To leverage efficiencies observed in different areas of the United States, campaigns were created to more easily optimize around audience performance trends at the local level. Campaigns were also created to target ad delivery to audiences in locations where our client was currently working, or soon would be, and resource needs were greatest. Ad creative focused on the core values of the non-profit and featured the location targeted by each campaign.

Results: In the nine months since implementing local audience targeting and optimization strategies, overall campaign profitability increased by 10%, cost-per-donation improved by 6%, and donation volume increased by 15%.

Case Study: 104% Gross Profit Increase Using Google Shopping / PLAs

Client:  E-commerce retailer that sells seasonal residential products nationwide

Overview:  Our client’s focus is to acquire customers cost-effectively over the spring, summer and fall seasons.  Google’s Product Listing Ad (PLA) program had produced sales for them in the past and once the program shifted to a paid model mid-year, we began managing the campaign on their behalf.  By using a tiered approach in which we targeted products and categories that had historically produced the most sales, we were able to mitigate risk while allowing testing to go on during their slower Fall season.  In addition to the product-specific campaign, we created an ”All Products” PLA campaign, which included all products in their feed at bid prices lower than the product-specific campaign.

Results:  The ”All Products” campaign reached profitability within its first month. PLA monthly sales, as a whole, increased 27% with a 41% higher average order size and 104% higher gross profit per sale than original PLA campaign.  All of this occurred during their “slow” season.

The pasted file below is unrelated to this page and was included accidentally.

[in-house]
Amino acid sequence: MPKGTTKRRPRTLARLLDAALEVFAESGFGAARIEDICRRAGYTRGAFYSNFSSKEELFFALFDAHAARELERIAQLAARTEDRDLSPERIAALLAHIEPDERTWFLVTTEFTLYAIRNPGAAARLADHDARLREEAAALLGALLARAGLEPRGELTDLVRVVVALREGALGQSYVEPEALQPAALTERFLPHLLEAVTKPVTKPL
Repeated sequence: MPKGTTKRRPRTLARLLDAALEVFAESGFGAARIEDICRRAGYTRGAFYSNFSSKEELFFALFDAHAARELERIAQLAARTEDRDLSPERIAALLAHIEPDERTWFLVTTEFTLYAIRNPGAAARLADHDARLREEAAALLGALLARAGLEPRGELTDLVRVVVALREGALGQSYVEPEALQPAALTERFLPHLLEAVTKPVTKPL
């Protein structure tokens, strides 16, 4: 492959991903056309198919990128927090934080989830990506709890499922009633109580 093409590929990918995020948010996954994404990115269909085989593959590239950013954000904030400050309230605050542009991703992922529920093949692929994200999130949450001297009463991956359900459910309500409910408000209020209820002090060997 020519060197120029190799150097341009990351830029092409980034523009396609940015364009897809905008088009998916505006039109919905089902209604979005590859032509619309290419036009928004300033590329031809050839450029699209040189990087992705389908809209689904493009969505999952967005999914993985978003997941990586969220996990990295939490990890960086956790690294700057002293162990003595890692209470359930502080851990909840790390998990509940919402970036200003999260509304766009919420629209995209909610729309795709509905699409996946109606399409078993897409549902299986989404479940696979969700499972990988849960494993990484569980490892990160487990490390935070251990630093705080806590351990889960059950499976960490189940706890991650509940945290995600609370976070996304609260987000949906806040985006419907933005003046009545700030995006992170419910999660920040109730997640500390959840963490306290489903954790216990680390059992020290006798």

Case Study: 140% Increase in Sales using Retargeting

Client:  Leading provider of labor law compliance materials

Overview: Our client’s goal was to maximize order volume and revenue from a highly-relevant audience at the beginning of the new year, when the demand for updated materials is at its highest.  To help achieve this goal, Working Planet launched retargeting campaigns that would deliver ad impressions to previously non-purchasing site visitors prompting them to return to our client’s site and order updated material. Because measuring lift would be difficult during a seasonal period of higher activity, we utilized tools that allowed us to test the effectiveness of retargeting campaigns on the targeted audience against a control group of previous non-purchasing site visitors. Doing so allowed us to understand the rate at which visitors would return to our client’s site and purchase without ever seeing a retargeting ad.   Banner ads included a strong call-to-action linked to a button, highlighted updated products, and created urgency by emphasizing posting deadlines for employers.

ResultsSales from returning visitors increased by 140% compared to expected sales from returning visitors without ad retargeting. Additionally, the retargeting campaigns contributed 6% more sales and 8% more revenue than would have been generated from all traffic sources without active retargeting campaigns.

Case Study: Social Media and Retargeting Increase Trials 42%

Client:  California employer advocate offering HR law guidance to members

Overview:  During a period of seasonally low user interest, our client’s goal was to attract fresh prospects by promoting a free trial membership to site visitors.   To do so, we supplemented our client’s search marketing efforts with campaigns focused on reaching HR decision-makers where they congregate online by developing display ad campaigns to run on major social media sites, where customization options allowed us to deliver tailored marketing messages to users.  Ad creative featured the benefits of membership and incentivized audiences with a small gift in exchange for the completion of a trial registration.

After a sizable audience had reached the specialized landing page designed to convert traffic to trials, retargeting campaigns were activated to reincentivize visitors who left our client’s site without registering for a free membership trial.

Results:  During the four-month display ad promotion, total membership trials increased by 42% over the previous four months. Membership trials from out-of-channel sources increased by 26% during the first 15 days of display ad activity.